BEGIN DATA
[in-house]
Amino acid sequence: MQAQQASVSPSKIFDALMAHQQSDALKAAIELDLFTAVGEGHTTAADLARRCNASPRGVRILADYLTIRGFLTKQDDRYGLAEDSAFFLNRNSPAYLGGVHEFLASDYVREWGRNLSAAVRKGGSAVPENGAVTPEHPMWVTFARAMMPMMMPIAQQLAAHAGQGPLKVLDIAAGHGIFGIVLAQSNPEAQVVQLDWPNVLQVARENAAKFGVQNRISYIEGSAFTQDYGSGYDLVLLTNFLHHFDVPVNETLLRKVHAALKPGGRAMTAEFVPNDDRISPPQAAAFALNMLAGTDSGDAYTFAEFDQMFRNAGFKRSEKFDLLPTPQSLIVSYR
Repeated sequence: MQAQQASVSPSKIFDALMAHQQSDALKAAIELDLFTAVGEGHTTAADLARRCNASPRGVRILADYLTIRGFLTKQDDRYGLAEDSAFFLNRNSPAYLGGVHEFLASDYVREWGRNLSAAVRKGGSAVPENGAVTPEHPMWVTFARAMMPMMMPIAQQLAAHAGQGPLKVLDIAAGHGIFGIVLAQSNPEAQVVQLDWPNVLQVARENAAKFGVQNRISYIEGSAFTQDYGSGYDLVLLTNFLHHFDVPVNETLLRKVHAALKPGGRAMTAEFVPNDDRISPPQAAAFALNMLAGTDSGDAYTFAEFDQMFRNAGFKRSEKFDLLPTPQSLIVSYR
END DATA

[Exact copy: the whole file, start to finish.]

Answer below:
[in-house]
Amino acid sequence: MQAQQASVSPSKIFDALMAHQQSDALKAAIELDLFTAVGEGHTTAADLARRCNASPRGVRILADYLTIRGFLTKQDDRYGLAEDSAFFLNRNSPAYLGGVHEFLASDYVREWGRNLSAAVRKGGSAVPENGAVTPEHPMWVTFARAMMPMMMPIAQQLAAHAGQGPLKVLDIAAGHGIFGIVLAQSNPEAQVVQLDWPNVLQVARENAAKFGVQNRISYIEGSAFTQDYGSGYDLVLLTNFLHHFDVPVNETLLRKVHAALKPGGRAMTAEFVPNDDRISPPQAAAFALNMLAGTDSGDAYTFAEFDQMFRNAGFKRSEKFDLLPTPQSLIVSYR
Repeated sequence: MQAQQASVSPSKIFDALMAHQQSDALKAAIELDLFTAVGEGHTTAADLARRCNASPRGVRILADYLTIRGFLTKQDDRYGLAEDSAFFLNRNSPAYLGGVHEFLASDYVREWGRNLSAAVRKGGSAVPENGAVTPEHPMWVTFARAMMPMMMPIAQQLAAHAGQGPLKVLDIAAGHGIFGIVLAQSNPEAQVVQLDWPNVLQVARENAAKFGVQNRISYIEGSAFTQDYGSGYDLVLLTNFLHHFDVPVNETLLRKVHAALKPGGRAMTAEFVPNDDRISPPQAAAFALNMLAGTDSGDAYTFAEFDQMFRNAGFKRSEKFDLLPTPQSLIVSYR